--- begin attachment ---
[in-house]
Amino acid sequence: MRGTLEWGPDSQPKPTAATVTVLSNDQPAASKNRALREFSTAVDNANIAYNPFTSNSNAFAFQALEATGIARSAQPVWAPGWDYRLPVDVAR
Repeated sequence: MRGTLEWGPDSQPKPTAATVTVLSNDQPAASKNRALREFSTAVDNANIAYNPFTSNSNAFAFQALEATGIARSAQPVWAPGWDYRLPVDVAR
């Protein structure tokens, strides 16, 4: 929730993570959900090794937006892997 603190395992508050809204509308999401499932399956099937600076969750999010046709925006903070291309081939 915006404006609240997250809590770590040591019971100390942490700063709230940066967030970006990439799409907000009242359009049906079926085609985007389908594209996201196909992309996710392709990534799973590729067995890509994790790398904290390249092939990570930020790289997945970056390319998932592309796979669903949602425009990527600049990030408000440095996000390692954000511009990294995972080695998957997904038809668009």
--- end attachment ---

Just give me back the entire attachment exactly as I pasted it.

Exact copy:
[in-house]
Amino acid sequence: MRGTLEWGPDSQPKPTAATVTVLSNDQPAASKNRALREFSTAVDNANIAYNPFTSNSNAFAFQALEATGIARSAQPVWAPGWDYRLPVDVAR
Repeated sequence: MRGTLEWGPDSQPKPTAATVTVLSNDQPAASKNRALREFSTAVDNANIAYNPFTSNSNAFAFQALEATGIARSAQPVWAPGWDYRLPVDVAR
């Protein structure tokens, strides 16, 4: 929730993570959900090794937006892997 603190395992508050809204509308999401499932399956099937600076969750999010046709925006903070291309081939 915006404006609240997250809590770590040591019971100390942490700063709230940066967030970006990439799409907000009242359009049906079926085609985007389908594209996201196909992309996710392709990534799973590729067995890509994790790398904290390249092939990570930020790289997945970056390319998932592309796979669903949602425009990527600049990030408000440095996000390692954000511009990294995972080695998957997904038809668009």